“From Day One, our efforts were designed to mold the Kansas City Royals along the lines of a specific type of player. These would be men with speed, who could play defense and had good character — very important — the kind who would be a winning-type, team player.
“Cedric Tallis, Mr. Kauffman, Charlie Metro (the first director of scouts), Lou Gorman, myself. We discussed the type of player we wanted many times. And there was never a man among us who disagreed.
“We took that philosophy to our scouts. We told them exactly what we wanted to do and they began doing it from the very first.
“We purposely set out to mold a different kind of ballplayer — a new breed a Kansas City Royal, something that had never been before. We have never wavered more than 1 or 2 degrees from that original philosophy."
If ever a player personified the speed-defense-character Royal, it's Willie Wilson. Chances are, only an organization as thorough as the Royals could have signed the man who led the American League in hits and runs this season.
In the spring of 1974, Wilson was stamped for college football and just waiting for delivery. He was an All-America running back at Summit, N.J., High School, picked in the same backfield as Earl Campbell. More than 250 colleges drooled at his doorstep and Coach Jerry Claiborne of prize when Willie signed a national letter of intent.
Said Schuerholz, "It was only because of a super, super scouting job by Al Diez that we signed Willie. Al, himself, was a fascinating study in what makes a scout tick. Here was a man who was working for the YMCA in Minneapolis. He wanted to get into baseball. He left his family in Minnesota and took up residence on Long Island, N.Y. — on a part-time experimental basis, yet.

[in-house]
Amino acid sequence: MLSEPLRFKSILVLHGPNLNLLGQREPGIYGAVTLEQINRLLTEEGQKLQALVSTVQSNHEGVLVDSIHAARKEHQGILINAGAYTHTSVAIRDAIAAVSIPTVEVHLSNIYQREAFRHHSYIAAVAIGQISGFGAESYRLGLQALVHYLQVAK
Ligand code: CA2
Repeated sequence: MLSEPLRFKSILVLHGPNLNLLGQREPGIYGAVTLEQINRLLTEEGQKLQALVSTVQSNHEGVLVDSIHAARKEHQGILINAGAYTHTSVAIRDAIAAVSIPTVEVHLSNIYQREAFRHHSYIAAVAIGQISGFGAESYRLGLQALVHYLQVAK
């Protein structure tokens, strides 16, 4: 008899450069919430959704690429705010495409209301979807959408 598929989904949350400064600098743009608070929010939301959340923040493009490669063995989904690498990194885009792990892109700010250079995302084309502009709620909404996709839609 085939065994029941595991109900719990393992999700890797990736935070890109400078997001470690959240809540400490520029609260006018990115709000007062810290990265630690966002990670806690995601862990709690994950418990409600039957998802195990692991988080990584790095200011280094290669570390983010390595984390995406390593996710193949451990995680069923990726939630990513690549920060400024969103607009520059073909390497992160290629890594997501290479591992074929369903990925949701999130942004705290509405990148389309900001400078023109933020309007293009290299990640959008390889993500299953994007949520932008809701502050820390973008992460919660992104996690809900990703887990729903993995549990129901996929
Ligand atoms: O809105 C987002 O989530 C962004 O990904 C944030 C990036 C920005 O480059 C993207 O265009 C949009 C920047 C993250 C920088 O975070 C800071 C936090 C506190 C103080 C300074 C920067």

"He moved into a motel in foreign territory in a sea of competitive scouts and proceeded to establish himself. Al had only lived on Long Island one year before he took on the challenge of Willie.
“Several baseball teams had Willie in for tryouts,” said Schuerholz. "Everybody in the game agreed he was going to play football. But Al became familiar enough with the family to tell us, ‘If you draft him you can sign him.’ Thirteen teams ahead of us passed him up and we got him.”
Schuerholz was a 26-year-old English literature and world geography teacher at North Point Junior High School in Baltimore when he got into baseball.
One day in study hall, instead of grading papers, he wrote to the Baltimore Orioles, saying he would like a job.
"I expected a reply saying, ‘Thank you very much for your interest, blah-blah-blah.’ But I hit it lucky. Unbeknownst to me, Lee MacPhail had just gone to the American League office, Harry Dalton became the Orioles’ general manager arid Lou Gorman became the farm director. That left an opening for assistant farm director.
I had an hour-and-a-half interview with Gorman. Six weeks later he offered me the job. I was three feet off the ground — and have been ever since.
"The greatest thing Lou ever did for me was let me try my wings and fail. I fell to earth a lot and got back up again. But like Jonathan Livingston Seagull, I learned to fly.”
As far as I am concerned,” said Joe Burke, “I have made my last move in baseball. I hope to stay with the Kansas City Royals the rest of my career.
“I don't believe in the old baseball adage that you’re hired to be fired. I don’t fear for my job. If you feel insecure, you wall make so many mistakes you will get fired. I have worked for three organizations — the Louisville Colonels (American Association), the Washington-Texas club and the Royals.
“And I’ve been very fortunate that in 32 years in the business I've never been fired.”
Burke will probably be able to stay with Kansas City as long as he wishes. The reason is that Joe Burke is an immensely capable administrator. He has never enjoyed the public fanfare that more flamboyant general managers exult in. But it doesn’t bother him.
“If you were to query the other 25 clubs and ask them who is the best organization in baseball,” said John Schuerholz, “you would find 20 of them would list us in the top 5
“If you asked them who is the most astute operator of a major league baseball franchise today, Joe Burke would wind up 1, 2 or 3. He is ready a talented man."
Burke endeared himself to Kauffman by straightening out the Royals' finances when he came to the team as Vice President for business on Sept. 3, 1973.
Joe has endeared himself less to the public since he became General Manager on June 11, 1974. Too conservative, the critics say, in the big-time free-agent market.